Author(s): Burchill SA, Berry PA, Bradbury FM, Lewis IJ
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Abstract Ras protooncogenes encode small guanine nucleotide binding proteins (p21ras) activated by phosphorylation. Phosphorylation of p21ras is predominantly regulated by the GTPase activating proteins type 1 GAP120 and neurofibromin. Increased levels of p21ras-GTP (active) have been associated with increased cell growth and malignant transformation. In this study the relationship between p21ras, type 1 GAP120 and neurofibromin with growth and differentiation has been examined in neuroblastoma and peripheral primitive neuroectodermal tumour (pPNET) cell lines. The level of p21ras protein in neuroblastoma and pPNET cells was the same. However, the amount of p21ras-GTP bound was higher in pPNET than in neuroblastoma cells. This most likely reflects the absence of neurofibromin. Retinoic acid (RA)-induced differentiation and growth inhibition of neuroblastoma cells was associated with an increase in type 1 GAP120 and neurofibromin mRNA, and a decrease in p21ras-GTP. In pPNET cells levels of type 1 GAP120 but not neurofibromin mRNA were increased to similar levels to those in neuroblastoma cells. This was not associated with decreased p21ras-GTP, modulation of growth or change in morphology. In summary, constitutive activation of p21ras may have a role in the biology of pPNET cells. This may reflect abnormalities in neurofibromin expression, and could inpart explain why RA did not induce morphological differentiation and growth inhibition in pPNETs.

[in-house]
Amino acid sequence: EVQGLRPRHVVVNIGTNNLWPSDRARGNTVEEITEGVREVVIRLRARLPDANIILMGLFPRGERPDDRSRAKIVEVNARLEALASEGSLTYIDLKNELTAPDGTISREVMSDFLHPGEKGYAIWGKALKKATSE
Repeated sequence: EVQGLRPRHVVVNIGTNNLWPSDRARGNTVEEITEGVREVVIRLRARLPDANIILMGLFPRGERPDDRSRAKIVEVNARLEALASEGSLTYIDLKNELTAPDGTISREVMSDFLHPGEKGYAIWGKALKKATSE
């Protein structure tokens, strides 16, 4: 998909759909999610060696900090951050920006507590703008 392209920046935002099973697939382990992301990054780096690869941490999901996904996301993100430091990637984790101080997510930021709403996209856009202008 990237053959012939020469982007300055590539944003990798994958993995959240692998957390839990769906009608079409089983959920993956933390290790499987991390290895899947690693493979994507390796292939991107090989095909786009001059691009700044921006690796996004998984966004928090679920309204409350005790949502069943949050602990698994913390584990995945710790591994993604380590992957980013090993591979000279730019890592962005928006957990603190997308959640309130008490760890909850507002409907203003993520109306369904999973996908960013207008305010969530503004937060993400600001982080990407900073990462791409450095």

This article was published in J Neurol Sci
and referenced in Journal of Carcinogenesis & Mutagenesis